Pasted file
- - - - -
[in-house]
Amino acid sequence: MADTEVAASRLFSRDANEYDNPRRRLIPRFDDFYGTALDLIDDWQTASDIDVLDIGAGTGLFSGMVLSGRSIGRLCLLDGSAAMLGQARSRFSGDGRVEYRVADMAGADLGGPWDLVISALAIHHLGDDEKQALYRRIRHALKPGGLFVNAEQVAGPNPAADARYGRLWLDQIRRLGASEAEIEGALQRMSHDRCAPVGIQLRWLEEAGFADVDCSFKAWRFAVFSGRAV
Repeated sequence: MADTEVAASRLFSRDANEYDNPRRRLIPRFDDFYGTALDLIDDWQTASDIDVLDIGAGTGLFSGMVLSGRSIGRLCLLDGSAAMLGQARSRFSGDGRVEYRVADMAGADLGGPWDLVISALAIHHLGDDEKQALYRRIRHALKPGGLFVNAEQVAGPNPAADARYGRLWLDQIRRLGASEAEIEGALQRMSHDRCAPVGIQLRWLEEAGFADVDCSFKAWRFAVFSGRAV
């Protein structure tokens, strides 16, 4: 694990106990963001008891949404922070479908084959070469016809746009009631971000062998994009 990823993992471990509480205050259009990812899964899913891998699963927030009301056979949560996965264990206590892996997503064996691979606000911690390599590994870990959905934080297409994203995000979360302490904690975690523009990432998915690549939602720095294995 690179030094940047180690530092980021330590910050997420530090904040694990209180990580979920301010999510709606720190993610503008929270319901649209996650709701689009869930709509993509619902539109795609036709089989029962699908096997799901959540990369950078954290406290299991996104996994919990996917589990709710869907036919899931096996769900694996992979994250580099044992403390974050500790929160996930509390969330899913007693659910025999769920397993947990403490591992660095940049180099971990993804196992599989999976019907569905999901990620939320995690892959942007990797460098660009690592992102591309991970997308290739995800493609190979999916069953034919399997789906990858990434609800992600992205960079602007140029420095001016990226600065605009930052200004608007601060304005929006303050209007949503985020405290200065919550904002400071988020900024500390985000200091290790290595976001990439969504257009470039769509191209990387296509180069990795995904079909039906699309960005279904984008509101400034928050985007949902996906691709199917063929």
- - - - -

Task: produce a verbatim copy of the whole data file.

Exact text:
[in-house]
Amino acid sequence: MADTEVAASRLFSRDANEYDNPRRRLIPRFDDFYGTALDLIDDWQTASDIDVLDIGAGTGLFSGMVLSGRSIGRLCLLDGSAAMLGQARSRFSGDGRVEYRVADMAGADLGGPWDLVISALAIHHLGDDEKQALYRRIRHALKPGGLFVNAEQVAGPNPAADARYGRLWLDQIRRLGASEAEIEGALQRMSHDRCAPVGIQLRWLEEAGFADVDCSFKAWRFAVFSGRAV
Repeated sequence: MADTEVAASRLFSRDANEYDNPRRRLIPRFDDFYGTALDLIDDWQTASDIDVLDIGAGTGLFSGMVLSGRSIGRLCLLDGSAAMLGQARSRFSGDGRVEYRVADMAGADLGGPWDLVISALAIHHLGDDEKQALYRRIRHALKPGGLFVNAEQVAGPNPAADARYGRLWLDQIRRLGASEAEIEGALQRMSHDRCAPVGIQLRWLEEAGFADVDCSFKAWRFAVFSGRAV
């Protein structure tokens, strides 16, 4: 694990106990963001008891949404922070479908084959070469016809746009009631971000062998994009 990823993992471990509480205050259009990812899964899913891998699963927030009301056979949560996965264990206590892996997503064996691979606000911690390599590994870990959905934080297409994203995000979360302490904690975690523009990432998915690549939602720095294995 690179030094940047180690530092980021330590910050997420530090904040694990209180990580979920301010999510709606720190993610503008929270319901649209996650709701689009869930709509993509619902539109795609036709089989029962699908096997799901959540990369950078954290406290299991996104996994919990996917589990709710869907036919899931096996769900694996992979994250580099044992403390974050500790929160996930509390969330899913007693659910025999769920397993947990403490591992660095940049180099971990993804196992599989999976019907569905999901990620939320995690892959942007990797460098660009690592992102591309991970997308290739995800493609190979999916069953034919399997789906990858990434609800992600992205960079602007140029420095001016990226600065605009930052200004608007601060304005929006303050209007949503985020405290200065919550904002400071988020900024500390985000200091290790290595976001990439969504257009470039769509191209990387296509180069990795995904079909039906699309960005279904984008509101400034928050985007949902996906691709199917063929």